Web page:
As someone of partially Irish descent, I feel comfortable with the assertion that—in general—the culinary traditions of the Emerald Isle have gotten roughed up on these shores. Gone are the soulful, artisanal cheeses like Gubbeen or Durrus, gone are the sparkling fresh oysters from Galway Bay, and gone are bright coastal greens like samphire. Instead, we Americans of Irish ancestry are stuck with corned beef and cabbage, a dreary dish that turns out to be a New York innovation, anyway.
Yet Emma’s Ale House, the casual bar/restaurant opened by the Black Bear Saloon’s former owning partner Casey Egan (and taking over from Sunset Grille), offers some respite. Rather than treading the worn, sepia-tinged ground of Irish-themed bars, Emma’s newly light-flooded space is offering an American fusion. Sure, you’ll find respectful Hibernian standards like a starter of beef and barley soup ($7)—taupe, thick with chewy cereal and so welcome on a chilly spring afternoon—and the requisite main of Guinness-braised beef stew ($16), but you’ll also find a trio of sliders ($9). Picking three from a selection of five sliders, we were happily surprised by a delicious, three-bite Philly cheesesteak (sadly unavailable elsewhere on the menu), a boldly funky morsel of filet mignon with Gorgonzola and onions, and a juicy, satisfying cheeseburger-let.
Emma’s kitchen specializes in stick-to-the-ribs standards, so lighter appetites fare well with abbreviated ordering. We would have been content with an Italianate macaroni and cheese starter ($8), in which curls of pasta in a loose, creamy sauce are punctuated by salty bacon and the grassy pop of peas. Meanwhile, large cones of limp hand-cut fries with sea salt ($6) can be passed up for the delicious house-made potato chips that accompany many entrées. When last we visited, these fascinating munchies came sprinkled with a sugar-and-salt BBQ spice mixture that we found shamefully delicious. The chips also come as a starter with blue cheese and truffle oil ($7), and look like the perfect pivot-point for a tour of Emma’s ten draft (and 20 bottled) beers.
Cepaire—presented on the menu as Irish sandwiches—promise a Celtic spin on panini, though the compositions are recognizably American. Look for a hand-held crab cake ($15); an open-faced strip steak sandwich with onions, mushrooms, and melted Gorgonzola ($15); and a rich lamb confit on a baguette with tomato confit, mesclun, and basil mayonnaise ($15). Sadly, though so appealing on the menu, the pleasantly gamey, roast-Sunday-dinner flavor of the lamb confit sandwich was marred by a tide of watery tomatoes—a tragedy in an otherwise seductive bite (though the nostalgic blast of barbecue potato chips won us back).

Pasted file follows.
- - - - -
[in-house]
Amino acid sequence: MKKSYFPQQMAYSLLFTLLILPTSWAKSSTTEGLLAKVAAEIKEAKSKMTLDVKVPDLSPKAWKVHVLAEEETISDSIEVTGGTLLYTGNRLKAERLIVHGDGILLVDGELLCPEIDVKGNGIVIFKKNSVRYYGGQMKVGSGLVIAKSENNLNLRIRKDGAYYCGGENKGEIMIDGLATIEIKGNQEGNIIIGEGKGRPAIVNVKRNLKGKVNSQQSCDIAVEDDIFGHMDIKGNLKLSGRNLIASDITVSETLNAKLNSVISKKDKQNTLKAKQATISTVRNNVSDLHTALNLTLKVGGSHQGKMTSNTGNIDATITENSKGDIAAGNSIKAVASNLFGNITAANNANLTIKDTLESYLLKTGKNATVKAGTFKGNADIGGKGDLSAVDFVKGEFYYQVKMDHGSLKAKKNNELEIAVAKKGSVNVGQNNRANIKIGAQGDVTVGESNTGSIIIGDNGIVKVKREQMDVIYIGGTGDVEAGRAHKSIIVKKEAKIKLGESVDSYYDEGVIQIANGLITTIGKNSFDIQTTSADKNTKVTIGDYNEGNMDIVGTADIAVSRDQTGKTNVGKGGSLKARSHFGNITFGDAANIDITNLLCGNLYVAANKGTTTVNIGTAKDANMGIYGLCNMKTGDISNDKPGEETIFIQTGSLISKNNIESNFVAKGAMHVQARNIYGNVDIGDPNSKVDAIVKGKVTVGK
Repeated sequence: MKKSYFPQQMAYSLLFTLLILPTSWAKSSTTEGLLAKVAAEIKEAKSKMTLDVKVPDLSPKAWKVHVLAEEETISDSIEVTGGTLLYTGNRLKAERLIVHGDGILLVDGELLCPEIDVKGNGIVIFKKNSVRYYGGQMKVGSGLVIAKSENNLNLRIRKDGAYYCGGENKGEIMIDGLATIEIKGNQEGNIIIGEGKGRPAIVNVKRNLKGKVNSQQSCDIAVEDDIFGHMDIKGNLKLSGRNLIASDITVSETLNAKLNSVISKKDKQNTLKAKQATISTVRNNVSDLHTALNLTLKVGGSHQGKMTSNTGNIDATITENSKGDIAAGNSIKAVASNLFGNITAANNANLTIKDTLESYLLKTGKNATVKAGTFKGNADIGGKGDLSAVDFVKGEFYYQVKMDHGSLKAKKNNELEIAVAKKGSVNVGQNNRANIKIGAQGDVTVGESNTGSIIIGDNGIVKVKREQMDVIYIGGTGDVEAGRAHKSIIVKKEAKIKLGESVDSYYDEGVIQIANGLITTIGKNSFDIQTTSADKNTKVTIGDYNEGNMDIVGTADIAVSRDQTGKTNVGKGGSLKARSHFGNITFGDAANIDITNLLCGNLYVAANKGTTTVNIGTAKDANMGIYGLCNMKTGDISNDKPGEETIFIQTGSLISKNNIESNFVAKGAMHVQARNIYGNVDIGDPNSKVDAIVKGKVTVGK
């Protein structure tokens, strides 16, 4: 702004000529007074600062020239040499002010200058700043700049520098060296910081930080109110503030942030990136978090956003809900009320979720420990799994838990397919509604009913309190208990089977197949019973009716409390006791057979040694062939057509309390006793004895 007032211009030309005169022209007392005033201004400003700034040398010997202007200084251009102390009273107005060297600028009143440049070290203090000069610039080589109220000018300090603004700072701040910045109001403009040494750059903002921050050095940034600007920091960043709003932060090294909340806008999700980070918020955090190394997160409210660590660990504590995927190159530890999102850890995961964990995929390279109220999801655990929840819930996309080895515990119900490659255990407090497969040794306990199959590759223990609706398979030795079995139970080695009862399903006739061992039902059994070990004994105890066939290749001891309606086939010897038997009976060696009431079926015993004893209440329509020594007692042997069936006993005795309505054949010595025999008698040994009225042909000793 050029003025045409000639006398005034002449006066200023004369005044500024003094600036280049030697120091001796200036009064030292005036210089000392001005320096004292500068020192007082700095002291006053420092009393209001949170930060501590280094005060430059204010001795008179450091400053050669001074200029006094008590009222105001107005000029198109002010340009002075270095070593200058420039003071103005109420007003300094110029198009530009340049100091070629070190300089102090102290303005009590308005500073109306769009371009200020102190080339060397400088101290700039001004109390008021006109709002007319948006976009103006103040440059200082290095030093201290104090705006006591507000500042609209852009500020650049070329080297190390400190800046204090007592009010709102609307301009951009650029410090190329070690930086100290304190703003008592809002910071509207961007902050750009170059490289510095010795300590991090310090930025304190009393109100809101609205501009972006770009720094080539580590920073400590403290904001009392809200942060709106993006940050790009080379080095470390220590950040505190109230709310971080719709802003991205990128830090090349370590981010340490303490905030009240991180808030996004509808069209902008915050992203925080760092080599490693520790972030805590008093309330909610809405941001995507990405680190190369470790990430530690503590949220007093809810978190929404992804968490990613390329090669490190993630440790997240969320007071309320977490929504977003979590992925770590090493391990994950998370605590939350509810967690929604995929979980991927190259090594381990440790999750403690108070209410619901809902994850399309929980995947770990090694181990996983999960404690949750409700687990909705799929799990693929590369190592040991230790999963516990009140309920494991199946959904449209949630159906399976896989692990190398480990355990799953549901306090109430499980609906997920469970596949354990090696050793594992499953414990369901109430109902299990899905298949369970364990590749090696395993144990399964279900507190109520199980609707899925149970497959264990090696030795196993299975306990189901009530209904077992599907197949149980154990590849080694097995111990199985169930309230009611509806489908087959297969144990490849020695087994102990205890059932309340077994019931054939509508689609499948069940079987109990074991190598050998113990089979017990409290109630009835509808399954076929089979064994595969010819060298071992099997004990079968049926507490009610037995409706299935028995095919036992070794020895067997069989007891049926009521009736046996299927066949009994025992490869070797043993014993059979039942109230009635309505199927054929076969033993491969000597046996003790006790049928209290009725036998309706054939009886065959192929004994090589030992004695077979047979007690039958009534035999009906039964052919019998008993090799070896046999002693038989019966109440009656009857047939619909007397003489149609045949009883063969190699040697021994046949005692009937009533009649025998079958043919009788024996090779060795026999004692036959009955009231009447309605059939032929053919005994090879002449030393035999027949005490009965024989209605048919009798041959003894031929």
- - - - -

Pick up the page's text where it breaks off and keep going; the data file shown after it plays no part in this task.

We’re including Emma’s in our $20 and Under category, but one could certainly spend more at this restaurant. Entrées range from $15 (chicken pot pie) to $28 (14-ounce prime sirloin steak with home fries and red-wine sauce), though we suspect that most diners pick less aspirational dishes. Burgers beckon at $11, while fish and chips go for $19, and buttermilk fried chicken (available only on Tuesday) is $18: all sound like perfect picks for this sunlit, yet still pubby, space. Better still, you’ll have lots of company: canny manager Catherine DeLuca, lately of Heathcote Tavern and Rye Bar and Grill, keeps this big barroom hopping—even in these lean times.
Finally, Emma’s Alehouse also has the trendy merit of ethicism. Not only does $1 of your macaroni and cheese go to melanoma research, but this cheerful restaurant is certified by the Green Restaurant Association, a growing hospitality-industry accreditation organization that stipulates eco-friendly cleaning products and responsible waste-management and energy-use policies. All very nice…but it pales beside the beauty of house-made barbecue potato chips, I’m afraid.
♦ ♦ ♦
68 Gedney Way, White Plains
Hours: Sun 12 pm–10 pm, Mon to Thurs 12 pm-11 pm, Fri and Sat 12 pm–12 am
Appetizers: $7-$12; entrées: $15-$28; desserts: $5-$8
♦ ♦ ♦ ♦—Outstanding ♦ ♦ ♦ —Very Good
♦ ♦ —Good ♦ —Fair